Respected military analyst Helmoed Heitman is in agreement with Defence and Military Veterans Minister, Nosiviwe Mapisa-Nqakula, that the national defence budget should be mandate rather than numbers driven, but warns ominously “no-one will listen to her any more than they did to her predecessor and there’s a nasty surprise in waiting – one day the bill will have to be paid in casualties”.
As far as personnel levels of the SA National Defence Force (SANDF) are concerned, Heitman maintains it is under-strength for what it is supposed to do.
“We must either drop regional missions – risky as the region is our potentially most profitable export market because South Africa is the closest manufacturing economy but only if it is peaceful and stable,” or prune joint support and overhead organisations in the SANDF drastically.
Heitman emphasises the fact that there are personnel “who continue to call themselves human resources, which explains why they care so little about people”.
“There is some fat in the SA Air Force (SAAF) and a little in the SA Navy, but none in the Army. In terms of overall numbers there is some over-ranking and there are areas that could be thinned out.”
On the Ministerial assertion that legacy and irreparable equipment and ammunition should be disposed of, Heitman maintains the South African military machine is “too quick to throw away so-called ‘old equipment'”.
He gives the example of 400 Ratels sold at “bargain basement prices”.
“For very little money they could have been converted to APCs, reducing the required number of new armoured personnel carriers to replace the long-gone Buffel and some older Casspirs. Had we kept some Eland 90s we would have had a combat vehicle even the C-130 could have deployed to Bangui or Goma”.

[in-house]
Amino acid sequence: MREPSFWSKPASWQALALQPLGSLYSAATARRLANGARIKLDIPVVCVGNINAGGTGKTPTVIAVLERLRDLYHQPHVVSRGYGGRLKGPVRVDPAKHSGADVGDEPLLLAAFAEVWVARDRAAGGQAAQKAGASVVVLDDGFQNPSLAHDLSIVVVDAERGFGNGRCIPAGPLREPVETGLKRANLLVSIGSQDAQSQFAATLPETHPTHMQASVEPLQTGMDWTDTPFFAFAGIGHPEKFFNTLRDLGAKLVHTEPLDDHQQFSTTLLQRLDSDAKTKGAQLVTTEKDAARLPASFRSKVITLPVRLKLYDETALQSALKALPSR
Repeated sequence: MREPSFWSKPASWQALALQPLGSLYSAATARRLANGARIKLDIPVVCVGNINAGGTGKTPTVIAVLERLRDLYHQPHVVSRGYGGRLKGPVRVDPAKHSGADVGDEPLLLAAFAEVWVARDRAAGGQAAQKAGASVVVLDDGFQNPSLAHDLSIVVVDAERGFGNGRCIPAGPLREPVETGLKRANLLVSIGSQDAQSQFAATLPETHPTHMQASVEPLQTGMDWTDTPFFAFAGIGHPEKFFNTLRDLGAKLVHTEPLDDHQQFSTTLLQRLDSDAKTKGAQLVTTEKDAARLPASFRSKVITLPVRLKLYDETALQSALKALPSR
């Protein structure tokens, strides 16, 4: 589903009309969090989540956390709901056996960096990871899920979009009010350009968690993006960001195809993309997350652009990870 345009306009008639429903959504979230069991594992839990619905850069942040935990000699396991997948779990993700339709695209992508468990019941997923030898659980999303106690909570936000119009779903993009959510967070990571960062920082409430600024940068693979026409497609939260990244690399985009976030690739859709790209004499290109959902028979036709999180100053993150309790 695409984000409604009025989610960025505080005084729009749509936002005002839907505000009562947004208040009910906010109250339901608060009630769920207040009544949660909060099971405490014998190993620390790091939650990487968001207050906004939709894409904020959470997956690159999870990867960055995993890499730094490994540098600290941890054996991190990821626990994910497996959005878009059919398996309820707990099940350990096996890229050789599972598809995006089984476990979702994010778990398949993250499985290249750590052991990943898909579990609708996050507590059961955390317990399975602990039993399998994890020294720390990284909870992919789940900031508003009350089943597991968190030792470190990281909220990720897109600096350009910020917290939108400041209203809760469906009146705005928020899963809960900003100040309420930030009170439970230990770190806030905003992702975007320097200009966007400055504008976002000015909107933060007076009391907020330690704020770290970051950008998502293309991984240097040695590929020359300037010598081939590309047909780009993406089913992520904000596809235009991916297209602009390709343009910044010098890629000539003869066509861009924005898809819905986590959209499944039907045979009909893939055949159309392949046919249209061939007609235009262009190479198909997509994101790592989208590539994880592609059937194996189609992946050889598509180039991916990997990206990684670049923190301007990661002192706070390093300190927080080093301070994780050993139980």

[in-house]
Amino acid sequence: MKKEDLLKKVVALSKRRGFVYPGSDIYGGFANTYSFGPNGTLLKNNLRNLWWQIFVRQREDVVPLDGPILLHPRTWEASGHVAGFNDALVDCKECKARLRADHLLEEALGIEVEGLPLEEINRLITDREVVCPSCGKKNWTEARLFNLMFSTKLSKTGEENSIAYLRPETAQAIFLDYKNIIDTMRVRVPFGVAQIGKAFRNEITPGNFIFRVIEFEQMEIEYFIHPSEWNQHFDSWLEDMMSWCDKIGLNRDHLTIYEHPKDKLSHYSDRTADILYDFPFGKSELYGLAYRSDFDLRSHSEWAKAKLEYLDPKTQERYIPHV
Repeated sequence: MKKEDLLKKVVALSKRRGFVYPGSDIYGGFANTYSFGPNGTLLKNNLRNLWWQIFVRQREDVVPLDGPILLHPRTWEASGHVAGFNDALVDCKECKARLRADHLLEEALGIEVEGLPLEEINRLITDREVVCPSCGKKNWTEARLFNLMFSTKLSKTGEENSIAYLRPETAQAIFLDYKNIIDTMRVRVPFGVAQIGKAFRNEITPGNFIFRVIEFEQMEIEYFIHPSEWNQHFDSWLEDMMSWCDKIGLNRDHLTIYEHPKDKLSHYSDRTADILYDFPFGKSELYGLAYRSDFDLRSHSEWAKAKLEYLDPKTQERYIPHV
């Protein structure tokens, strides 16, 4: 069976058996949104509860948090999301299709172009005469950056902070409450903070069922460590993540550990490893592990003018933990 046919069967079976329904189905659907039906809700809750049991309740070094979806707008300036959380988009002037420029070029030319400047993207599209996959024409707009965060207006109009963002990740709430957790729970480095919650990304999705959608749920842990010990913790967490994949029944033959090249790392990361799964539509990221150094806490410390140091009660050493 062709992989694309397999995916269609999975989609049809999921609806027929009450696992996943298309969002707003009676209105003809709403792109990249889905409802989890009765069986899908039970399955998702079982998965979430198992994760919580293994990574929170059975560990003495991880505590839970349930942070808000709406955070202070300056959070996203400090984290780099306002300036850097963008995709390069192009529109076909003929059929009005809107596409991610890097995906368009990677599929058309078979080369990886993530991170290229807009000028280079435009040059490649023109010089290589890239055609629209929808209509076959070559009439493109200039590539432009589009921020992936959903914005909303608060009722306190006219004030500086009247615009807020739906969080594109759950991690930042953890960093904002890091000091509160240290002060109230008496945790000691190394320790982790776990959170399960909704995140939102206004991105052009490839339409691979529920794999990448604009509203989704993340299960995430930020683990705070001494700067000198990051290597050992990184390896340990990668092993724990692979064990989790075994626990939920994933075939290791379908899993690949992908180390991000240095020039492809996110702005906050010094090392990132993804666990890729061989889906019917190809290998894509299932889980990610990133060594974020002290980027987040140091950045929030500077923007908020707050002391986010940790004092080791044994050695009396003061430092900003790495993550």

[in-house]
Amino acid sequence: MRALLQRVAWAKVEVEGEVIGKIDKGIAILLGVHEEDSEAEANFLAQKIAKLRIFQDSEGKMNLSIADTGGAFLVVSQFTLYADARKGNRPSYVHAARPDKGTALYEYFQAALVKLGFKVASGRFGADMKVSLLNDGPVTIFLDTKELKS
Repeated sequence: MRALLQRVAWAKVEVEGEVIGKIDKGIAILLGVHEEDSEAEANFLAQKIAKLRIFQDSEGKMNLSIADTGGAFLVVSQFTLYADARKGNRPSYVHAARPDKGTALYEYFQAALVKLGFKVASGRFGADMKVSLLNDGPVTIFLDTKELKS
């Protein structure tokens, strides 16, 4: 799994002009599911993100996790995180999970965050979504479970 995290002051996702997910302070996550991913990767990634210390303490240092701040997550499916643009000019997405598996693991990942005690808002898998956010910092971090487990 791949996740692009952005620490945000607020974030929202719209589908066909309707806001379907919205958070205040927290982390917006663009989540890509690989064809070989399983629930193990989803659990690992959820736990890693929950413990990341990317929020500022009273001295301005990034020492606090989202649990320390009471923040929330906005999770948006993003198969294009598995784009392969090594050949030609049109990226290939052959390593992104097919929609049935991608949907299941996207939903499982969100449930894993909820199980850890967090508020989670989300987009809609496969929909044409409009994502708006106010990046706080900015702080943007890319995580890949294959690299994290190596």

Heitman is unsure whether acquisition and delivery of the mobility packages for Operation Corona duties is a waste of money or not. Why not use Mambas currently in storage he asked, adding the issue of them not being suitable holds little water.
“They were used in this role previously and have the added advantage of being bullet-proof.”
Heitman welcomed the Minister’s call to prioritise acquisition of domain awareness system to deliver more effective operations saying “the smaller the actual force, the more important awareness becomes”.
On Operation Copper, the Mozambique Channel anti-piracy deployment, he said: “The argument that we should withdraw patrols because there is no piracy overlooks the possibility that perhaps there is no piracy because there is a patrol. It is also imperative to prevent locals on both coasts even thinking of piracy as a career. That would be extremely difficult to counter given the nature of the coastlines. There is also anecdotal evidence patrols dramatically reduce ordinary maritime crime, from illegal fishing to smuggling”.